Colourful kokina heralds the holiday season – and a financial lifeline for those facing runaway inflation and discrimination
When flower vendors put out the red and green kokina on the streets, holiday season has arrived in Istanbul.
Widely believed to have begun as a Christmas tradition of Turkey’s Greek community, kokina is made by tying together two different plants that grow in the wild, and looks like a picture-perfect version of holly. Its name comes from the Greek for red.
Romany florists have been making this bouquet for at least a century, collecting the blood-red berries and stems, both from prickly plants found in woodlands. It is a vital source of income for many Roma – members of one of Turkey’s poorest ethnic groups, who are barred from all but the lowest paying jobs by widespread discrimination – and especially this year, when there is little other work available and the economic situation is getting worse.
Eyüp, 23, a Romany cleaning worker in Istanbul, used his annual leave to forage for the red berries in Samsun, a city by the Black Sea. He had to leave his wife and two small children at home, and has been staying in a makeshift tent in the cold for weeks, climbing tall trees and bushes to reach the clusters they call gıcır.
Kokina does not wilt for months after being foraged, which could explain the popularity of this laborious invention that Eyüp called “a torture to make”. “My hands are awful because of the thorns,” he said. “But I needed to pay my bills.” The family has no fridge at home, and has not been able to afford milk formula and nappies for their children lately.
According to official statistics, annual inflation reached 21.31% in November, a figure critics say is too low and does not reflect reality. An independent group of academics called the Inflation Research Group has been challenging official data with calculations of 58.65% in November.
The leader of the main opposition, Kemal Kılıçdaroğlu, wrote to owners of supermarkets in December, asking them to not raise the prices of “10 items for survival” during the winter, including flour, salt and pasta. That seems unlikely: since January, prices for eggs have increased by 48% and yoghurt by 45%, according to research by teyit.org, a factchecking platform that compared price tags in two popular retailers.
“We’ve all become poorer, but for some, there is no lower step,” said Hacer Foggo, a veteran civil society activist who founded an NGO called Deep Poverty Network during the pandemic to support the neediest, many of whom are Roma.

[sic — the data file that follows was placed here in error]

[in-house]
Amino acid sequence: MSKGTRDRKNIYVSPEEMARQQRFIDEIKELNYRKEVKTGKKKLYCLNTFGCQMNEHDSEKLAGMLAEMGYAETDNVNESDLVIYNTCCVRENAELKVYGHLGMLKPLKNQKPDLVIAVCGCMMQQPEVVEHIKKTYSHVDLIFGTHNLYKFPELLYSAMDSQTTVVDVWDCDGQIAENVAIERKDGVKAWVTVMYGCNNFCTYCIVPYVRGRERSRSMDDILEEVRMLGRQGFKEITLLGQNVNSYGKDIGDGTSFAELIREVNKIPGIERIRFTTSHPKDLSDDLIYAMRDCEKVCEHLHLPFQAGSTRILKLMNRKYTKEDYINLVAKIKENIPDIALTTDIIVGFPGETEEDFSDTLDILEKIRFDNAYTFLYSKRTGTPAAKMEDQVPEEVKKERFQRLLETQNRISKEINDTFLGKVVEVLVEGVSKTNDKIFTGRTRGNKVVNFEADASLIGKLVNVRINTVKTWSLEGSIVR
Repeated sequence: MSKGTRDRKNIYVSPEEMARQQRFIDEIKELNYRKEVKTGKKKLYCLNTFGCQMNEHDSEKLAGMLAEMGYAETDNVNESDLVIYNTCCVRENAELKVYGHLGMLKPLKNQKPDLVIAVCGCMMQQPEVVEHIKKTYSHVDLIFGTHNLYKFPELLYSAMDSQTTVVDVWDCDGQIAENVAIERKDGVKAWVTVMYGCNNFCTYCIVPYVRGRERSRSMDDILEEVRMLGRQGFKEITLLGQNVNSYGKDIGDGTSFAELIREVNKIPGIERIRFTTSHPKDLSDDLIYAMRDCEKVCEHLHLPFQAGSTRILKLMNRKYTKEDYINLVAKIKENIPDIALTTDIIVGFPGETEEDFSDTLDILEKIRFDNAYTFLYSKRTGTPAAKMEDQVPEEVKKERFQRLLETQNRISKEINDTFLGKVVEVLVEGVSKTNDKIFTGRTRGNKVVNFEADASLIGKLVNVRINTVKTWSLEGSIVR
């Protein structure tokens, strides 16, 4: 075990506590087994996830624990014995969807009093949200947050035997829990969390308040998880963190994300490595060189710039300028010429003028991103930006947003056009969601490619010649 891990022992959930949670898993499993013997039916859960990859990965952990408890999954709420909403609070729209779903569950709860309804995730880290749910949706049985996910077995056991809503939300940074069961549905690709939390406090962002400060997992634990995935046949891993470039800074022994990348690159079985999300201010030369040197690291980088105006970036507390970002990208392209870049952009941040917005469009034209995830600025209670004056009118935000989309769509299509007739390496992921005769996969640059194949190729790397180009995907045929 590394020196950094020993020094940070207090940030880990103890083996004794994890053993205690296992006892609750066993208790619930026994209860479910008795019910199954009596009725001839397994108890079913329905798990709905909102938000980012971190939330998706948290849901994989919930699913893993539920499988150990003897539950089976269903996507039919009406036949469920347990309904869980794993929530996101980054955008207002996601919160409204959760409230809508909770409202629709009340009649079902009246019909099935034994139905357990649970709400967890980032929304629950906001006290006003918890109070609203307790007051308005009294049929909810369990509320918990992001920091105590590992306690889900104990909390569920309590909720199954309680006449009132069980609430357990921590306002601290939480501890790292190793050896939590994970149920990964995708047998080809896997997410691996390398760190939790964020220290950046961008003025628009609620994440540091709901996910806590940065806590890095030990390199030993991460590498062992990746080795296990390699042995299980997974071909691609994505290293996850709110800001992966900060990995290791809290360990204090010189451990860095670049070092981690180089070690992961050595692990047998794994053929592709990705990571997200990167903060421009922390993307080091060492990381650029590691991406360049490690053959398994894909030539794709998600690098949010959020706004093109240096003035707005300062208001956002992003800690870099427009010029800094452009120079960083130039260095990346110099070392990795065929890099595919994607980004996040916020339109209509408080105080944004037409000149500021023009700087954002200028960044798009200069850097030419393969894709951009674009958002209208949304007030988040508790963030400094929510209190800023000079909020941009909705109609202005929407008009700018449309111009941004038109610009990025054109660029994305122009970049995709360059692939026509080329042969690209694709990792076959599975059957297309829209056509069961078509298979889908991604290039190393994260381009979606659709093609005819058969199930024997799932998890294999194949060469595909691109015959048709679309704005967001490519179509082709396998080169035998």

Some Romany families she meets cannot pay for baby food, replacing it with sugared water. In almost every home NGO workers visit now, they see delayed development in young children because of chronic undernutrition. “A six-year-old looks three,” Foggo said.
In a 2020 survey, the group found that 49% of the families could not even afford clean drinking water. “It’s got a lot worse since then,” she added.
A 2012 Council of Europe report said Turkey had the largest Romany population in Europe and attempts had periodically been made to improve their lot. Recep Tayyip Erdoğan, the Turkish president, apologised to the Roma in 2010 for decades of discriminatory policies and announced an initiative to help. Another action plan followed in 2016 but critics have said both remain on paper.
Poverty is passed on from one generation to the next, Foggo said. “Roma children I met years ago are now collecting trash like their fathers.”
Kokina, too, has been passed down the generations. A Turkish newspaper article from 1934 mentioned “Gypsies selling kokina for Christmas” on Istiklal Caddesi, a popular shopping avenue at the heart of Istanbul. “We learned how to make it from our grandparents as kids,” said Eyüp. He has assembled at least 10,000 branches since October.
“All hopes are on kokina now,” Foggo said.
Elif İnce in Guardian, December 16, 2021, image: Gazete Kadıköy